Concept of ecological succession
The distribution of phytoplankton abundance, biomass and species composition coupled with environmental factors and metazooplankton was studied relatively intensively and over a period of four consecutive years in five ponds featuring a gradient of increasing salinity from near to that of sea water to a nine-fold concentration from 2000 to 2003. The results indicate that the physical characteristics of the water (temperature and salinity) were quite similar over the years. Nutrients, which were concentrated in pond A1, decreased with increases in salt concentration. The composition of the phytoplankton community showed strong seasonality. Diatoms dominated in the first ponds A1, A16 and C2-1, followed by dinoflagellates. Chlorophyceae dominated the phytoplankton community in the hypersaline ponds M2 and TS. Cyanobacteriae were relatively abundant in ponds M2 and TS. The highest phytoplankton density and biomass were found in the ponds with the highest salinity due to the proliferation of Dunaliella salina (Chlorophyta: Volvocales). The inter-annual study of phytoplankton succession in the Sfax solar salterns showed slight differences among the years of study due to the stability of the environmental conditions. Phytoplankton communities were permanently primitive, stage 1 – structured as they failed to build complexity because of salt stress which operates for longer and above any other variables. This reduced frequency of disturbance to the existing course of regulation, allowed the community to “mature” from its “primitive” state, rather than experience frequent structural setbacks.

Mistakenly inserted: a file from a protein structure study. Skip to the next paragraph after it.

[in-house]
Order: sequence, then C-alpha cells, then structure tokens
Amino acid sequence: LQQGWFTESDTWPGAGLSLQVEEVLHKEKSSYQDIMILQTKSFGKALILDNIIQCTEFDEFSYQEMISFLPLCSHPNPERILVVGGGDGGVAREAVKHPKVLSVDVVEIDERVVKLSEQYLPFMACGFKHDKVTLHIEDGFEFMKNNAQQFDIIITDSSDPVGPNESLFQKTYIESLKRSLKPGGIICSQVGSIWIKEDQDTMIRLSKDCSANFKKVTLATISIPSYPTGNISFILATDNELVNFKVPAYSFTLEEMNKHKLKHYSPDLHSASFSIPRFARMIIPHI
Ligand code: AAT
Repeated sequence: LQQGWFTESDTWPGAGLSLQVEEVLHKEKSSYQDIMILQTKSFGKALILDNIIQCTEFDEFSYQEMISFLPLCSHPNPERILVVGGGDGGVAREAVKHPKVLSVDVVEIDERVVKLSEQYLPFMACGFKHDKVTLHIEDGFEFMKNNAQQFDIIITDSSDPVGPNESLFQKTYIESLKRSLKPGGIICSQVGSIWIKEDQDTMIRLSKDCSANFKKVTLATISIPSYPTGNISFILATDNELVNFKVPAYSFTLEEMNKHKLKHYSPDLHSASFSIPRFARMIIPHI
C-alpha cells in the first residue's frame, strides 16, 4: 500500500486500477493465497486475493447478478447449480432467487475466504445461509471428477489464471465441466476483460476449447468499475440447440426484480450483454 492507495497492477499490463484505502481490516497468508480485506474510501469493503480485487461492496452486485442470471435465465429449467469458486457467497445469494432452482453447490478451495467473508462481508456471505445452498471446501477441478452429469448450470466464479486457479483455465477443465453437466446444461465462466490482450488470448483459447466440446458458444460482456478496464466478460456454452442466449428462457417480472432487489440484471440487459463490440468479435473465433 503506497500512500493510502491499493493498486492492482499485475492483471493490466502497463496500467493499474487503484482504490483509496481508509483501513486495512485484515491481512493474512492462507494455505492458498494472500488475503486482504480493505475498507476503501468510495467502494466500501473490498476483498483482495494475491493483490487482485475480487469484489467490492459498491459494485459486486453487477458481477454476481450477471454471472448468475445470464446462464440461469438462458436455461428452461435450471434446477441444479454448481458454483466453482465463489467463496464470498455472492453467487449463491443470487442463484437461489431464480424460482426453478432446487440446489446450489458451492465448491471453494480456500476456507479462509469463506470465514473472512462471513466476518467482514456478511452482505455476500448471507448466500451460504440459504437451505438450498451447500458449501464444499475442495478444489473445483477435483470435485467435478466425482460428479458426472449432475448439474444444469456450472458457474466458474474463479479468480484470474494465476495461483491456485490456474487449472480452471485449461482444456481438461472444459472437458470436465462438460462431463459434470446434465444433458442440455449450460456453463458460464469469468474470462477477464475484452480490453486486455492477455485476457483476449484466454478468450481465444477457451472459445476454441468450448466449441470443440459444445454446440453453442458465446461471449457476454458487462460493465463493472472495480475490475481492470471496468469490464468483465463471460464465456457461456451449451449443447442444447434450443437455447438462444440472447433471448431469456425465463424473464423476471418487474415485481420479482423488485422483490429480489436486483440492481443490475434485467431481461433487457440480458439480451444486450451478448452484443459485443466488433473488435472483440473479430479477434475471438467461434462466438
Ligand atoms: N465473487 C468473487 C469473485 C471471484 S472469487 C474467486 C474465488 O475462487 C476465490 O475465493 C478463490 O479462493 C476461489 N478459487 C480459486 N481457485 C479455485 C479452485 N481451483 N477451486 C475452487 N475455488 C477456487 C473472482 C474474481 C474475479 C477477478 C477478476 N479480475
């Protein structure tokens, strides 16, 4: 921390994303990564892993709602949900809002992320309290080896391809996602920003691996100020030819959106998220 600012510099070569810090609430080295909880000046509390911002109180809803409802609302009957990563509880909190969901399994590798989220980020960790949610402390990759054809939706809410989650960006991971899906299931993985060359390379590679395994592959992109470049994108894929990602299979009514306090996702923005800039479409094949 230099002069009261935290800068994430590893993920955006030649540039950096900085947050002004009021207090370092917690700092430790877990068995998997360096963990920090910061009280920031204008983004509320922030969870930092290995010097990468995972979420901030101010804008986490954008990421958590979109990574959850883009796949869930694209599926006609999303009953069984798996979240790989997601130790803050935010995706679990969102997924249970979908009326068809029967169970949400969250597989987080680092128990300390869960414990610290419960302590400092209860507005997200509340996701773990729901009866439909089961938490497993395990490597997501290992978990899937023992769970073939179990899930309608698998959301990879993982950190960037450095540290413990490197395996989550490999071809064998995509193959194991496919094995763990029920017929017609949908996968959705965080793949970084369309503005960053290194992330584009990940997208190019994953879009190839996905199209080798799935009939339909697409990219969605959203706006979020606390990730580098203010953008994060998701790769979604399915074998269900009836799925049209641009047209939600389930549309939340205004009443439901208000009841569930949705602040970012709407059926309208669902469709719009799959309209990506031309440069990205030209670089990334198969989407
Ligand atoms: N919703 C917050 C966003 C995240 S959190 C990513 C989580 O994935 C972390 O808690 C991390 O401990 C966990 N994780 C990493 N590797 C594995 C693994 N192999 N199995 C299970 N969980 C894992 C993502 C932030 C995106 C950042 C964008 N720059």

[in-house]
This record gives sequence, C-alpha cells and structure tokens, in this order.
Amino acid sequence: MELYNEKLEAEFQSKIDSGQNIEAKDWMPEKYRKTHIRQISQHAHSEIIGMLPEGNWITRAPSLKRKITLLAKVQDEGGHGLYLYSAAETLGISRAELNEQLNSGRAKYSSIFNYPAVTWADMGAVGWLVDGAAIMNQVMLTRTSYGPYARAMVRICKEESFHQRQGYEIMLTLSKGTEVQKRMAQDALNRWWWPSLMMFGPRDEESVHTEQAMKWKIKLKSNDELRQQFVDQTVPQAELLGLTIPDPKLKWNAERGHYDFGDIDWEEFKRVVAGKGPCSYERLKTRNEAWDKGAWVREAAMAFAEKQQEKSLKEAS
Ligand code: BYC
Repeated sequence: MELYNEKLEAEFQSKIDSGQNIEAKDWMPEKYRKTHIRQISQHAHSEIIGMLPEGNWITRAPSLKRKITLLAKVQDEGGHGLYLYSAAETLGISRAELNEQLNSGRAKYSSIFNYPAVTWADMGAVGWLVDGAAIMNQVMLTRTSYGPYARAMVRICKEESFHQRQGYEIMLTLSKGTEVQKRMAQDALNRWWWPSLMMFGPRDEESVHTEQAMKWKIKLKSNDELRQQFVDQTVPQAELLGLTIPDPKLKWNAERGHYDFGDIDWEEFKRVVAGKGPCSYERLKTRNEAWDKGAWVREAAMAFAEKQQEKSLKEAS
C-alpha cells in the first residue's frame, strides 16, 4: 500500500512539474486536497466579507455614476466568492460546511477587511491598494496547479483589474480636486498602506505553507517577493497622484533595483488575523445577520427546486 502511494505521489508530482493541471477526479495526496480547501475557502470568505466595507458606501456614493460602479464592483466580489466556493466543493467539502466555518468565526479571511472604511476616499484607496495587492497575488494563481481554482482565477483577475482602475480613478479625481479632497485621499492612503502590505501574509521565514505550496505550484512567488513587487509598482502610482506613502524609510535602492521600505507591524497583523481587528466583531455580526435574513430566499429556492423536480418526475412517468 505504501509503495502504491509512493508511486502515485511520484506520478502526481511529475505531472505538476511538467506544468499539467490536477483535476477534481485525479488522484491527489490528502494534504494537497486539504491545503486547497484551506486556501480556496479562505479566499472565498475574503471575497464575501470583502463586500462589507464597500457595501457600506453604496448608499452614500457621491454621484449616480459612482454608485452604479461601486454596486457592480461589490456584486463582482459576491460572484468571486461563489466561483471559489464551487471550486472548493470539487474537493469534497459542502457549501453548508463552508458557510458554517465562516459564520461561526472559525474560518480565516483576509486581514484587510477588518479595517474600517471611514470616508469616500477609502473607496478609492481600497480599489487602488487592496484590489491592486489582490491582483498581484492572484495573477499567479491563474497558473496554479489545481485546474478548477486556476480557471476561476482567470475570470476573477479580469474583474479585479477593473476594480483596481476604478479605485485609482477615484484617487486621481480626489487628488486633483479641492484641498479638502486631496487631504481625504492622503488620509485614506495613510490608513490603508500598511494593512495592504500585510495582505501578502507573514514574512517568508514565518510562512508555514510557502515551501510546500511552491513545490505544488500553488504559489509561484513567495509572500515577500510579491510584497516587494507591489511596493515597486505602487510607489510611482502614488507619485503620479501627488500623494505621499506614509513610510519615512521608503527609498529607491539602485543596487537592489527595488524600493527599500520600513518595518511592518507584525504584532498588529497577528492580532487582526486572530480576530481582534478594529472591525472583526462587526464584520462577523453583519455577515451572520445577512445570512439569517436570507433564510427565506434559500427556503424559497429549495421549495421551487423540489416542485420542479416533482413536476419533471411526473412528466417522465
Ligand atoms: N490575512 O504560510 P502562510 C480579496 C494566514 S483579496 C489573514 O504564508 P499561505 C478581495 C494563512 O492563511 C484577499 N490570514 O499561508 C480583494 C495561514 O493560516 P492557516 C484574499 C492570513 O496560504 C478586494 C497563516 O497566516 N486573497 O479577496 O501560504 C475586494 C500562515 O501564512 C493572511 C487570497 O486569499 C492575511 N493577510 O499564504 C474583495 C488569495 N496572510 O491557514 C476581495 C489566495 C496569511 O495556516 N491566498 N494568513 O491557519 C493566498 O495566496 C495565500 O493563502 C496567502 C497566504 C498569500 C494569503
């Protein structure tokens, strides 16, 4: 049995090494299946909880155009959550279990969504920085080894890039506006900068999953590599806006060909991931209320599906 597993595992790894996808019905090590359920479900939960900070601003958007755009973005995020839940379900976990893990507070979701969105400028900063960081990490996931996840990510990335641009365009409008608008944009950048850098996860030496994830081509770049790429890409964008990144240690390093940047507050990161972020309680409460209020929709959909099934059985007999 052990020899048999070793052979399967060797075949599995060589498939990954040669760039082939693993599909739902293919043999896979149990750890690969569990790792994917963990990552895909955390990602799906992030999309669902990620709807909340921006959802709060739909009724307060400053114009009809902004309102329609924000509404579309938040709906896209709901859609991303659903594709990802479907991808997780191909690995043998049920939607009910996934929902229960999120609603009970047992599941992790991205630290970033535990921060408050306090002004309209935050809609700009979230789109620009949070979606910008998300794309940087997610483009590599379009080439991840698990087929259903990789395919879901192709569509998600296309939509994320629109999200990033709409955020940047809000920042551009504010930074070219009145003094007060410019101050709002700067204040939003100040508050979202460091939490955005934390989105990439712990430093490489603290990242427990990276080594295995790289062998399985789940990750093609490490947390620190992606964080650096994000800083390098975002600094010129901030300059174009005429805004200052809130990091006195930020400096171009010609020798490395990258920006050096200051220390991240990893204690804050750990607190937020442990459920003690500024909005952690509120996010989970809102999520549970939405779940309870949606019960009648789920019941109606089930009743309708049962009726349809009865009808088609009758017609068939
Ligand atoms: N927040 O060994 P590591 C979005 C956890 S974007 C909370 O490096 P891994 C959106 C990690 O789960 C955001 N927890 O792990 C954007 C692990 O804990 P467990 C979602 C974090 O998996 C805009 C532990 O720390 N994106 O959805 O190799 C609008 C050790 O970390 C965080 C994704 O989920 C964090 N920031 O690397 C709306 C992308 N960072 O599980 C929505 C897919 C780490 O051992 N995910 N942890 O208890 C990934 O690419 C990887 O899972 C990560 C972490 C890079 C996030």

- solar salterns;
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